Badger cull plan 'legally flawed', High Court hears

Badger cubs playing
Image caption The government plans to introduce initial culls in West Gloucestershire and West Somerset

A High Court battle has begun following a legal challenge by the Badger Trust to government plans to cull badgers.

In December, plans were announced for a cull, initially in Gloucestershire and Somerset, to try to curb the spread of tuberculosis (TB) in cattle.

Government lawyers said its policy was lawful and reasonable and based on the evidence of scientific experts.

But the trust's QC argued the plans were "very controversial" at both the animal welfare and scientific level.

The Badger Trust, which represents about 60 voluntary badger groups, has accused the livestock industry of using badgers as a scapegoat and underestimating the risk of cattle-to-cattle transmission of bovine tuberculosis (bTB).

It said the problem should be dealt with through vaccination.

But the government said vaccination was "not a sufficient response to the problem".

It said nearly 25,000 cattle were slaughtered in England in 2010-11, at a cost of £91m to the taxpayer, and the disease was having a devastating impact on livestock farmers.

'Legally Flawed'

The court heard that Caroline Spelman, secretary of state for environment, food and rural affairs (Defra), planned to introduce the initial culls later this year.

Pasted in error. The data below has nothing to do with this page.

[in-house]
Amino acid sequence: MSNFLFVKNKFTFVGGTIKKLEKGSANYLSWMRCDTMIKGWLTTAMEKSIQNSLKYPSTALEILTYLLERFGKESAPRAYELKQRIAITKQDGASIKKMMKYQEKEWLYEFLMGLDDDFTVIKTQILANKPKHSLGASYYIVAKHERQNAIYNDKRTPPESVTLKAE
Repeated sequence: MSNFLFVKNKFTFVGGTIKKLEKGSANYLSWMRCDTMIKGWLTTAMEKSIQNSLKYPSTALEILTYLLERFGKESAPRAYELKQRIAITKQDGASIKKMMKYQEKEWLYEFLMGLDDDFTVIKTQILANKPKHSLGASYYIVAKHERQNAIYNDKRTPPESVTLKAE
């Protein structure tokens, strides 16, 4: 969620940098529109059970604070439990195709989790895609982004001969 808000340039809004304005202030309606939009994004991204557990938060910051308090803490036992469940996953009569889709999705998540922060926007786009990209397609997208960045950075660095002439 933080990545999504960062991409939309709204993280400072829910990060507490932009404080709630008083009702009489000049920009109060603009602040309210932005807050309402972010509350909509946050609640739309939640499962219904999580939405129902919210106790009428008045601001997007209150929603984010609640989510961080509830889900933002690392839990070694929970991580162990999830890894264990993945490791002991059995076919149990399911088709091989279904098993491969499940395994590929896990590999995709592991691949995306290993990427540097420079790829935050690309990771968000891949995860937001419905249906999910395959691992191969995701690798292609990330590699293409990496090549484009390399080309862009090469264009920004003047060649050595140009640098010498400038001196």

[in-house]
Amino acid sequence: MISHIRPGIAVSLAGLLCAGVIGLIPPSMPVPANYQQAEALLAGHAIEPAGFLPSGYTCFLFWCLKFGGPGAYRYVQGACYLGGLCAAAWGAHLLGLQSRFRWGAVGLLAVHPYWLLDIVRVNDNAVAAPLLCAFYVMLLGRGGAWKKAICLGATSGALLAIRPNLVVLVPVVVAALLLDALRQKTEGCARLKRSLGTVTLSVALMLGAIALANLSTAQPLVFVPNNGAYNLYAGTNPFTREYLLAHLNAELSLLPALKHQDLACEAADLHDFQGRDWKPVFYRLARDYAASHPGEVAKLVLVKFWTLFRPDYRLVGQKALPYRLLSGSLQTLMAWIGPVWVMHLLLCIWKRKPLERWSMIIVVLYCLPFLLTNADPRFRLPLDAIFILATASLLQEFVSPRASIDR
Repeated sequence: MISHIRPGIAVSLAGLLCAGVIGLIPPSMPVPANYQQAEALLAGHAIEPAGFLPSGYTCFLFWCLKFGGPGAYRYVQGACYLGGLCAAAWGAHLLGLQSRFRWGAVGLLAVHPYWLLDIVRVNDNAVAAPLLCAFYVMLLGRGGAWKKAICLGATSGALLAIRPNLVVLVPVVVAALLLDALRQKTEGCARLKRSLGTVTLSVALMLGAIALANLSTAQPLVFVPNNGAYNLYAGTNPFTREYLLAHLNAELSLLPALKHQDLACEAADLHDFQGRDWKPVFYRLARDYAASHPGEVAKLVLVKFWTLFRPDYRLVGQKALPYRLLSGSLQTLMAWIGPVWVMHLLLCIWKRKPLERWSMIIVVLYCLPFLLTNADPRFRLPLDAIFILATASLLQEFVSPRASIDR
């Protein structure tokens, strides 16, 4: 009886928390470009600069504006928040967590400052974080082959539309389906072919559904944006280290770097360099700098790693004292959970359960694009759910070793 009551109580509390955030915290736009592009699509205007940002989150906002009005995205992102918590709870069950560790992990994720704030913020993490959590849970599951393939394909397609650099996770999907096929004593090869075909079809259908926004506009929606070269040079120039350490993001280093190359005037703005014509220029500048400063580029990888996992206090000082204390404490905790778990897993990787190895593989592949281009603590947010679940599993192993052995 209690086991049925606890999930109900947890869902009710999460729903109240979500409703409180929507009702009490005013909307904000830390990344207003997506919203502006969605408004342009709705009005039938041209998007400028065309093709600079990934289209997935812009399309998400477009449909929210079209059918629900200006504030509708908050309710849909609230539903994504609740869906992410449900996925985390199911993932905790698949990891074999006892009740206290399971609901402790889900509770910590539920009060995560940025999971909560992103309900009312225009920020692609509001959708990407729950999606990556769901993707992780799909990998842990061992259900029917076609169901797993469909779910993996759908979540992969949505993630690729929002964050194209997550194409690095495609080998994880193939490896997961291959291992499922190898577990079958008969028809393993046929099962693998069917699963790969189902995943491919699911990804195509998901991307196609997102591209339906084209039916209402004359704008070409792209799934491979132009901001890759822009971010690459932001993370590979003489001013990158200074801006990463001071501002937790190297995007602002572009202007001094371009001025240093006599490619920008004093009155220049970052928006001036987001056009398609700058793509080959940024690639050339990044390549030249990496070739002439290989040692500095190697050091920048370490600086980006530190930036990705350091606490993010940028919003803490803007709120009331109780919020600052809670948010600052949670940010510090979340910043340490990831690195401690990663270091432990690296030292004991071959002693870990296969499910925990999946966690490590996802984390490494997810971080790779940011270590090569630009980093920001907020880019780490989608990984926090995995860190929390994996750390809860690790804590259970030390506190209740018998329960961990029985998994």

David Wolfe QC, appearing for the trust, said if the courts did not intervene the culls would take place in two areas - west Gloucestershire and west Somerset.

Each area is approximately the size of the Isle of Wight and it was estimated 3,800 badgers could eventually be killed in each of the four years of culling, he said.

The scheme could eventually lead to culling in up to 10 areas per year.

Mr Wolfe told Mr Justice Ouseley, sitting at London's High Court, that the decision "has been very, very controversial both on the animal welfare level and also the scientific level".

He said the policy was legally flawed because Defra was asking Natural England to issue shooting licences under section 10 (2) of the Protection of Badgers Act 1981.

That section's aim was to "prevent the spread of disease", he said.

Mr Wolfe also said the policy would cause the disease to spread.

Although the incidence of bTB in cull areas was expected to drop, shooting would result in badgers roaming from their settled territories over larger areas, while others would come in to take over culled land, argued Mr Wolfe.

"Culling will actually cause the very problem section 1O(2) licences are supposed to prevent."

He also accused Defra of failing to take into account the potential costs of setting up the two initial cull areas.

The hearing continues.

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